This week while going through some items in a storage shed, I came across a beautiful dried ball of mud inside an antique trunk. It was the nest of a wasp known as a mud dauber.
When we think of wasp nests, usually the first thing that comes to mind is the papery nest of the paper wasp or the football-shaped nest of hornets. Mud daubers build their nests out of mud. There is plenty of mud for the wasps this summer because of the regular rains we’ve been having.
Mud daubers are not social insects like paper wasps and the others. Instead, they spend their lives as single, solitary insects. They do everything by themselves including, building a nest, laying eggs and collecting food for their young.
There are many different species of mud daubers in Michigan, this one is called the “black and yellow mud dauber”.
The adults look similar to the more common social wasps but are larger and have exaggerated features like the thread-like connection between their abdomen and thorax.
The female mud dauber builds the nest by collecting mud along the edge of puddles. Using her mouth parts, she rolls the mud into a ball then lifts it into the air and carries it to the nesting site. There she adds the mud to her nest, building rooms or cells for her young. Each cell is big enough for one young mud dauber.
Here she is, busy plastering new mud on her nest.
The entrance to the nest is open, she must be nearby.
While the female is away from the nest gathering mud or foraging for food, she temporarily closes the entrance to her nest to keep predators away from her young. During that time, the daubers are in the larval stage of their life cycle.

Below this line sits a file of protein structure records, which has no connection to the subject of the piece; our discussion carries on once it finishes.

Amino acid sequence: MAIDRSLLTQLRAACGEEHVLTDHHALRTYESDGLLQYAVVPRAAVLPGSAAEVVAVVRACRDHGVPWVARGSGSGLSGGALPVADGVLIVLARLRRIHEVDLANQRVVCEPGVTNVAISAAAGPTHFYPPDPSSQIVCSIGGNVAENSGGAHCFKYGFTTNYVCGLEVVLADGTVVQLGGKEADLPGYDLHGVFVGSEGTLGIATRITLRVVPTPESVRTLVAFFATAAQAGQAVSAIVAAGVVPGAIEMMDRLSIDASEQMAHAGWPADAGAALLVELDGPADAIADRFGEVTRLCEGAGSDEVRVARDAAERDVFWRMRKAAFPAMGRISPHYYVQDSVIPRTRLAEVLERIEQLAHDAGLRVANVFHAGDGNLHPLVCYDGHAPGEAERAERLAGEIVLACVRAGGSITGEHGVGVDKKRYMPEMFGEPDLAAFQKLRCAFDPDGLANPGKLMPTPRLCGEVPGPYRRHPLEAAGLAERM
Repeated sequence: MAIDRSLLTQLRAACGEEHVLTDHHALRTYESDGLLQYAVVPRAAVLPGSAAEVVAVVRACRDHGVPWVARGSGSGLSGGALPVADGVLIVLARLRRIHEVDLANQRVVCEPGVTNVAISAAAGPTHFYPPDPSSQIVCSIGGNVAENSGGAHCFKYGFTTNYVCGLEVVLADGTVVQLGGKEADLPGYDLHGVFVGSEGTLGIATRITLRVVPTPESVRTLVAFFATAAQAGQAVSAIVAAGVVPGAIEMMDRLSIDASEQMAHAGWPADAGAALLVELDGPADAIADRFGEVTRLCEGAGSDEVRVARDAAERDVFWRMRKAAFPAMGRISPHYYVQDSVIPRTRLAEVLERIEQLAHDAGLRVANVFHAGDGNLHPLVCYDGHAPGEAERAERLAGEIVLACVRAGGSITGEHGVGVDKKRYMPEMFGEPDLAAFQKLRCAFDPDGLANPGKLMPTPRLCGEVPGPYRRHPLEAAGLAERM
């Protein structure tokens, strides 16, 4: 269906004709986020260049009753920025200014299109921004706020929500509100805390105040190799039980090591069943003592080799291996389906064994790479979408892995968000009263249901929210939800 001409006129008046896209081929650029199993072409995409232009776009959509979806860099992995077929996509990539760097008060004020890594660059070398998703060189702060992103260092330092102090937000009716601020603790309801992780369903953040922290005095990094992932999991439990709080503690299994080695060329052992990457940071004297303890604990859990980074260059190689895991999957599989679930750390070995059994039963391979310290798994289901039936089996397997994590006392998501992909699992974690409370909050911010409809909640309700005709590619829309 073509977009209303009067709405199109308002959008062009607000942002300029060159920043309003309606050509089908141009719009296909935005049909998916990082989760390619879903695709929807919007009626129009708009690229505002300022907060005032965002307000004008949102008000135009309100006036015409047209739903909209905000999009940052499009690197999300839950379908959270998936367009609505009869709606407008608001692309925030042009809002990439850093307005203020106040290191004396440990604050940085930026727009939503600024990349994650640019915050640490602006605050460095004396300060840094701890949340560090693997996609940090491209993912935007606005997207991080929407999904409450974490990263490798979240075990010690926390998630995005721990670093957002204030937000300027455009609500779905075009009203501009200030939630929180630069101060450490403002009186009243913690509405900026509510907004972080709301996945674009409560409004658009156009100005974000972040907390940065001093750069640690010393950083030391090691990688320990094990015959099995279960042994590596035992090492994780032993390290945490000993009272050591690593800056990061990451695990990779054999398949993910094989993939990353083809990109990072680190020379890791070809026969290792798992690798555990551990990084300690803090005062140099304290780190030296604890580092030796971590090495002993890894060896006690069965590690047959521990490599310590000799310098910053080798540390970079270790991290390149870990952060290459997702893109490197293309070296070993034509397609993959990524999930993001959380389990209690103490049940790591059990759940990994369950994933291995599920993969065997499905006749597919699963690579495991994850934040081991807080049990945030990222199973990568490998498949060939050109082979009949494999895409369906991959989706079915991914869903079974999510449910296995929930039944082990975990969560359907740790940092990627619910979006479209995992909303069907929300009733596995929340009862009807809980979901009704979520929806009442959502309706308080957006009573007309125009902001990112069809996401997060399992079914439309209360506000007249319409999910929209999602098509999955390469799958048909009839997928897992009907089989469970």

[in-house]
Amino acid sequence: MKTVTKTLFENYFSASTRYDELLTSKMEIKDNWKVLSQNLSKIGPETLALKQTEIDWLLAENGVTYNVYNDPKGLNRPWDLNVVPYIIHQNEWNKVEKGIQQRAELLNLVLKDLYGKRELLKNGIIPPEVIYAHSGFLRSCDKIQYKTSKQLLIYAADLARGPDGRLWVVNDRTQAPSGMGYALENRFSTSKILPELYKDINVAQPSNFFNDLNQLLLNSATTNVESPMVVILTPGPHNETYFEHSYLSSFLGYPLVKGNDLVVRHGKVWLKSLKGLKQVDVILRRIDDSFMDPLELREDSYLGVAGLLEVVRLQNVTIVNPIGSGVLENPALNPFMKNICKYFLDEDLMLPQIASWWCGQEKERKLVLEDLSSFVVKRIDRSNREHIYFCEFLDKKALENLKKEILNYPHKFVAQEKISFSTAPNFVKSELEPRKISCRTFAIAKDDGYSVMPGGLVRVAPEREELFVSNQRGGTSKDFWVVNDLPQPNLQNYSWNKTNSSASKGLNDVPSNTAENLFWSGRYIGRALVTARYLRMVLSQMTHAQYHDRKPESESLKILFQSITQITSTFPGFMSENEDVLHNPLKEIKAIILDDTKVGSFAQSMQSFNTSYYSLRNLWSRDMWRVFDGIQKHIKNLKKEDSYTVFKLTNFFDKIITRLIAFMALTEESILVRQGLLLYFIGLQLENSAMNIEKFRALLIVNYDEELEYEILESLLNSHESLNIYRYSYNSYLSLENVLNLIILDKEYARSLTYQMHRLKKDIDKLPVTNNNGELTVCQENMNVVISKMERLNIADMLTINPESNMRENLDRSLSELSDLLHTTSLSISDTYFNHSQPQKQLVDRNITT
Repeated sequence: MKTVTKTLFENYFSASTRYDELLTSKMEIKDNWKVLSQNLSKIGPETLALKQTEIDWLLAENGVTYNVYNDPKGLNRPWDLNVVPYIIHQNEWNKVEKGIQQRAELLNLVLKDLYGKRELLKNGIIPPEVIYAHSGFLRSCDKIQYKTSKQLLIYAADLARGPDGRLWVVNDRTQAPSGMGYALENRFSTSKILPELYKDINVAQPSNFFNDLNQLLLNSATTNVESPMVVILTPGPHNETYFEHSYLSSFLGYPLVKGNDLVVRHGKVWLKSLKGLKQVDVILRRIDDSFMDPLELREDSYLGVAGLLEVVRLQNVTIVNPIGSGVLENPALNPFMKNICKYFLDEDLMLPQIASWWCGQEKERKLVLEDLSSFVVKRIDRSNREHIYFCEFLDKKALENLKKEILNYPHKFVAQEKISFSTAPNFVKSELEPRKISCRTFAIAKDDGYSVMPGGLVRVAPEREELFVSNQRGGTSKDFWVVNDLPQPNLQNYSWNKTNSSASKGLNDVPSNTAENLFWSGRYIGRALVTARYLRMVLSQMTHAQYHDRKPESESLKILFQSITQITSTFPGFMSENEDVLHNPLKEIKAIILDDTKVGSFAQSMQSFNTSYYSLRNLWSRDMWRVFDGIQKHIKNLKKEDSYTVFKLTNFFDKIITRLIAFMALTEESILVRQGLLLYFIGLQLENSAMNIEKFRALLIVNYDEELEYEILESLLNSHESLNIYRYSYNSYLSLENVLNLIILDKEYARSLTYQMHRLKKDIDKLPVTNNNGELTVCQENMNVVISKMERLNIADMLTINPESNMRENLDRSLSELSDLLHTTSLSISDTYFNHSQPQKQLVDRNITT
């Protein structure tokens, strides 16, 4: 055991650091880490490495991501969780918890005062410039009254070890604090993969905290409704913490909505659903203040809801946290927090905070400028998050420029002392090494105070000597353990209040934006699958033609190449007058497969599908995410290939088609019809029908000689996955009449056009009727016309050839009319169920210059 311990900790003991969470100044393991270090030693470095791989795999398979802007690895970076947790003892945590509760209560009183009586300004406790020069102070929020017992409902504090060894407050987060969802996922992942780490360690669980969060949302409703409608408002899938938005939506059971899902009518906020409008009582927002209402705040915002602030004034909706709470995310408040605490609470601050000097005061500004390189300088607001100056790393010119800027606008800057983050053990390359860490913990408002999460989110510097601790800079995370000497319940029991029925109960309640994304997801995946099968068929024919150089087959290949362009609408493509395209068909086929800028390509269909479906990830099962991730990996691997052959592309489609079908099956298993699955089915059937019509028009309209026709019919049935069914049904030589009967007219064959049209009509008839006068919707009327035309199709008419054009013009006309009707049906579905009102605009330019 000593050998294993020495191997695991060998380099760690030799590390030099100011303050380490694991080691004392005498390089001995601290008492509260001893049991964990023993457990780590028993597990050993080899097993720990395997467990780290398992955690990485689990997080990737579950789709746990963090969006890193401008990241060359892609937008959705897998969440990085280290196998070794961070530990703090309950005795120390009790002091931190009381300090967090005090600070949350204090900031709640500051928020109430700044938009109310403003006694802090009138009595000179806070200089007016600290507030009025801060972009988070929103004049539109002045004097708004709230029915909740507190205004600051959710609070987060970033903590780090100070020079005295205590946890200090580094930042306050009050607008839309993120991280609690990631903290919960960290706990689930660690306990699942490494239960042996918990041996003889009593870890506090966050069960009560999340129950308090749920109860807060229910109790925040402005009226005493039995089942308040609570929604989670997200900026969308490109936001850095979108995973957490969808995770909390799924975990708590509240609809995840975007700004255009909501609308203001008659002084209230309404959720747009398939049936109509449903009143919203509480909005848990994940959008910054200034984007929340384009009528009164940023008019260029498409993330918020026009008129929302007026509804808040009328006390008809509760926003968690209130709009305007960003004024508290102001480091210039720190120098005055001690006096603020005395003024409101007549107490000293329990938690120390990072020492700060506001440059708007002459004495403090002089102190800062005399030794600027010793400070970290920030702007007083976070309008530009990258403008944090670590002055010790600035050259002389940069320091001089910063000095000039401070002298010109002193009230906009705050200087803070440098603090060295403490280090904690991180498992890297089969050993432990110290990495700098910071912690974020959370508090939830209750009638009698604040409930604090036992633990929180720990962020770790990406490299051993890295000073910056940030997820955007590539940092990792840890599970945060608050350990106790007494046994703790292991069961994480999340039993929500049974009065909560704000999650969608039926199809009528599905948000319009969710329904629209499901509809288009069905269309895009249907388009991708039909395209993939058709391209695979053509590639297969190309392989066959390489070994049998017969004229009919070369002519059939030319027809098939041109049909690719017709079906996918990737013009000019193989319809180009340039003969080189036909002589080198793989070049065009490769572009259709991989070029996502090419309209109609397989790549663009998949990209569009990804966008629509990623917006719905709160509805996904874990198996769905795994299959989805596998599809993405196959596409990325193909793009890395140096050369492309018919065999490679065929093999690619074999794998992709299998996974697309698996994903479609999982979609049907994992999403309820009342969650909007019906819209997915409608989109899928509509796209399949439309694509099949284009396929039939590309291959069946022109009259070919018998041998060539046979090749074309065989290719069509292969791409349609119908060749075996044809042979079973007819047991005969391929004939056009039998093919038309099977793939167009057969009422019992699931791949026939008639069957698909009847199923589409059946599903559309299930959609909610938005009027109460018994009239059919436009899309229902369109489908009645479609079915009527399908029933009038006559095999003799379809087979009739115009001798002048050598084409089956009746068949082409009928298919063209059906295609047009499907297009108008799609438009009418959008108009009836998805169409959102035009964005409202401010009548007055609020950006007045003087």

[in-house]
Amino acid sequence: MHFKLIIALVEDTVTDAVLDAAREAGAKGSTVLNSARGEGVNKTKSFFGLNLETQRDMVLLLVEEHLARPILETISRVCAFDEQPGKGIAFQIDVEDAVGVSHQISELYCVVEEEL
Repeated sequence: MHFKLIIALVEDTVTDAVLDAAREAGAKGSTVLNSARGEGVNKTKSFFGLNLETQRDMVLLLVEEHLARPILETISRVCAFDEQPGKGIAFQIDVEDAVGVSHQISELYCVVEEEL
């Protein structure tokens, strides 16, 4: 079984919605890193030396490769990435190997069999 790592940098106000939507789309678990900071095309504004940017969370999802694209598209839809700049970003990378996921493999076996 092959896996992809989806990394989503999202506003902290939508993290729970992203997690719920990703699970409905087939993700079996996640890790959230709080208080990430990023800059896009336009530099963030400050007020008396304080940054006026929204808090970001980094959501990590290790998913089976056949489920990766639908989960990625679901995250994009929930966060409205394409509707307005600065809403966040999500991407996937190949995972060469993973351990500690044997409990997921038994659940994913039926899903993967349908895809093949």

The female also packs away food for the developing larvae by placing insects or spiders into each cell so the larva has enough food in its cell to carry it through its growing stage. Some types of mud daubers only prey on spiders while others prefer caterpillars or other insects.
The entrance to the nest is closed shut. Mama mud dauber must be out collecting more mud or insects for her young.
The prey is only for the young though. The adults feed on nectar, honeydew from aphids or other sugary liquids. Sometimes you can spot them sipping sugar water from hummingbird feeders.
Unlike other wasps and hornets, mud daubers don’t defend their nests. They are not aggressive and rarely sting. Although if you try hard enough you can sometimes provoke one into stinging you.
According to one university website, some species “sing” while building their nest! Mine didn’t seem to be in a singing mood when I found her.
They are generally considered beneficial insects because they eat other insects. You could argue that the spider-eaters are not very beneficial because spiders eat insects too — that is unless you hate spiders.
Most of the time we don’t notice the daubers until they build a nest somewhere where we don’t want it. Some people destroy the nest as soon as they find them.
There seems to be a small industry built around exterminating mud daubers and getting rid of their nests. I prefer to let leave them alone and let them go about their business.
I’ve noticed other smaller species of mud dauber wasp around too. They are not shy and can be very annoying as they buzz around looking for small holes to use for building their nests.